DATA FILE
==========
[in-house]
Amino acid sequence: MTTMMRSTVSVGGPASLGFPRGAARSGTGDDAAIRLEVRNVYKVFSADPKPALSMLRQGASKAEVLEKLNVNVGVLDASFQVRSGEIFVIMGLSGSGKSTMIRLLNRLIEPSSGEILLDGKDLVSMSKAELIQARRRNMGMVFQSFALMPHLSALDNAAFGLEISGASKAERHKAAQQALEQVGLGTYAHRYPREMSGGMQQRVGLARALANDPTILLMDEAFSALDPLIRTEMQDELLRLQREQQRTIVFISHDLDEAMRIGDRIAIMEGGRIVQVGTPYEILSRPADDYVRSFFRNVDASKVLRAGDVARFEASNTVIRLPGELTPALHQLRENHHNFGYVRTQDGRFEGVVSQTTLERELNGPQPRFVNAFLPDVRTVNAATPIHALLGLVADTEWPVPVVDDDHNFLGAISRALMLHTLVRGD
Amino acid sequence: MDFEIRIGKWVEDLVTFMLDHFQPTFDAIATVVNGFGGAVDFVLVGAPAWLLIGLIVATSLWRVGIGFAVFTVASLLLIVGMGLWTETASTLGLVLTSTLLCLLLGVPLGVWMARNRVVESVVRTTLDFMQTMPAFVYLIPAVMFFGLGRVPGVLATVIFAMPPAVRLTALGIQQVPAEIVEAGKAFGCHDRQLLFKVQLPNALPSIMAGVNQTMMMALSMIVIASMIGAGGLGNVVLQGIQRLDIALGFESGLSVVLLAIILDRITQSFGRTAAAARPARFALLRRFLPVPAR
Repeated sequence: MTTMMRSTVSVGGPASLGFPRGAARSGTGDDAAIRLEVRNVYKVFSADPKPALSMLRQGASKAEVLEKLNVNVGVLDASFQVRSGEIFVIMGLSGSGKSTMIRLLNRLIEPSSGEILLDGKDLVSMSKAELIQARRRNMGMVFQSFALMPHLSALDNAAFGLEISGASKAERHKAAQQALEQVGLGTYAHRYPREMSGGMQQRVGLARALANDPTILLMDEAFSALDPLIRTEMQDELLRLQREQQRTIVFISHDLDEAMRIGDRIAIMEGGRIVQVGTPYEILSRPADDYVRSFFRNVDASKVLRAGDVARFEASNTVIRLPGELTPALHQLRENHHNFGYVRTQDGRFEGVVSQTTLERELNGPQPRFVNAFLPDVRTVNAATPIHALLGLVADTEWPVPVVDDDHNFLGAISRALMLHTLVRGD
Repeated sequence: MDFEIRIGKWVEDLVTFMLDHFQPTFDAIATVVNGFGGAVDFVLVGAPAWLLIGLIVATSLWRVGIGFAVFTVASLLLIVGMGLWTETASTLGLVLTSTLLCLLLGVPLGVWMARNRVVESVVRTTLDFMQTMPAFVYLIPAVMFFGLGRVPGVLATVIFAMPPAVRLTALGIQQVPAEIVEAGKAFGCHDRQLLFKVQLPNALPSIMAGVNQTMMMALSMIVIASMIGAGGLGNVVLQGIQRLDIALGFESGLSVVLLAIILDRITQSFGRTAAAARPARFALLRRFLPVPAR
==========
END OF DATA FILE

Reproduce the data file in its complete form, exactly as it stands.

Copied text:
[in-house]
Amino acid sequence: MTTMMRSTVSVGGPASLGFPRGAARSGTGDDAAIRLEVRNVYKVFSADPKPALSMLRQGASKAEVLEKLNVNVGVLDASFQVRSGEIFVIMGLSGSGKSTMIRLLNRLIEPSSGEILLDGKDLVSMSKAELIQARRRNMGMVFQSFALMPHLSALDNAAFGLEISGASKAERHKAAQQALEQVGLGTYAHRYPREMSGGMQQRVGLARALANDPTILLMDEAFSALDPLIRTEMQDELLRLQREQQRTIVFISHDLDEAMRIGDRIAIMEGGRIVQVGTPYEILSRPADDYVRSFFRNVDASKVLRAGDVARFEASNTVIRLPGELTPALHQLRENHHNFGYVRTQDGRFEGVVSQTTLERELNGPQPRFVNAFLPDVRTVNAATPIHALLGLVADTEWPVPVVDDDHNFLGAISRALMLHTLVRGD
Amino acid sequence: MDFEIRIGKWVEDLVTFMLDHFQPTFDAIATVVNGFGGAVDFVLVGAPAWLLIGLIVATSLWRVGIGFAVFTVASLLLIVGMGLWTETASTLGLVLTSTLLCLLLGVPLGVWMARNRVVESVVRTTLDFMQTMPAFVYLIPAVMFFGLGRVPGVLATVIFAMPPAVRLTALGIQQVPAEIVEAGKAFGCHDRQLLFKVQLPNALPSIMAGVNQTMMMALSMIVIASMIGAGGLGNVVLQGIQRLDIALGFESGLSVVLLAIILDRITQSFGRTAAAARPARFALLRRFLPVPAR
Repeated sequence: MTTMMRSTVSVGGPASLGFPRGAARSGTGDDAAIRLEVRNVYKVFSADPKPALSMLRQGASKAEVLEKLNVNVGVLDASFQVRSGEIFVIMGLSGSGKSTMIRLLNRLIEPSSGEILLDGKDLVSMSKAELIQARRRNMGMVFQSFALMPHLSALDNAAFGLEISGASKAERHKAAQQALEQVGLGTYAHRYPREMSGGMQQRVGLARALANDPTILLMDEAFSALDPLIRTEMQDELLRLQREQQRTIVFISHDLDEAMRIGDRIAIMEGGRIVQVGTPYEILSRPADDYVRSFFRNVDASKVLRAGDVARFEASNTVIRLPGELTPALHQLRENHHNFGYVRTQDGRFEGVVSQTTLERELNGPQPRFVNAFLPDVRTVNAATPIHALLGLVADTEWPVPVVDDDHNFLGAISRALMLHTLVRGD
Repeated sequence: MDFEIRIGKWVEDLVTFMLDHFQPTFDAIATVVNGFGGAVDFVLVGAPAWLLIGLIVATSLWRVGIGFAVFTVASLLLIVGMGLWTETASTLGLVLTSTLLCLLLGVPLGVWMARNRVVESVVRTTLDFMQTMPAFVYLIPAVMFFGLGRVPGVLATVIFAMPPAVRLTALGIQQVPAEIVEAGKAFGCHDRQLLFKVQLPNALPSIMAGVNQTMMMALSMIVIASMIGAGGLGNVVLQGIQRLDIALGFESGLSVVLLAIILDRITQSFGRTAAAARPARFALLRRFLPVPAR